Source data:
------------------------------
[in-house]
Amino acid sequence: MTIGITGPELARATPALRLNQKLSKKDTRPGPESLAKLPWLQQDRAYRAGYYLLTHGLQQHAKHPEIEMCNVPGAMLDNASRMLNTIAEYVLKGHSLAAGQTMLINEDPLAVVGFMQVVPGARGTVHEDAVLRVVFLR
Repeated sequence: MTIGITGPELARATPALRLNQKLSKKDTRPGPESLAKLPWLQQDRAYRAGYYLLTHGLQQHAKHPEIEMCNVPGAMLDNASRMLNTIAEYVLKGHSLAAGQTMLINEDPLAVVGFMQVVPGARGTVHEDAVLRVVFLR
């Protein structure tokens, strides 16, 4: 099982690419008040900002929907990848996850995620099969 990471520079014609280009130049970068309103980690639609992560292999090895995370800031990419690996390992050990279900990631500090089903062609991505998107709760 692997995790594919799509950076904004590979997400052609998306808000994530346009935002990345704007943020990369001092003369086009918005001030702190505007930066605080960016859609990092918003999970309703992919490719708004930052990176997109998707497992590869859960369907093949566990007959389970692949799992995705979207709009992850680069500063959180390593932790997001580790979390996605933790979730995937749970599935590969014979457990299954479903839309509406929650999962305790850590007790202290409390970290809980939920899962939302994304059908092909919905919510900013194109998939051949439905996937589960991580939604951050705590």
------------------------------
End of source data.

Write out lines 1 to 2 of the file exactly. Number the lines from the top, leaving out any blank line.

[in-house]
Amino acid sequence: MTIGITGPELARATPALRLNQKLSKKDTRPGPESLAKLPWLQQDRAYRAGYYLLTHGLQQHAKHPEIEMCNVPGAMLDNASRMLNTIAEYVLKGHSLAAGQTMLINEDPLAVVGFMQVVPGARGTVHEDAVLRVVFLR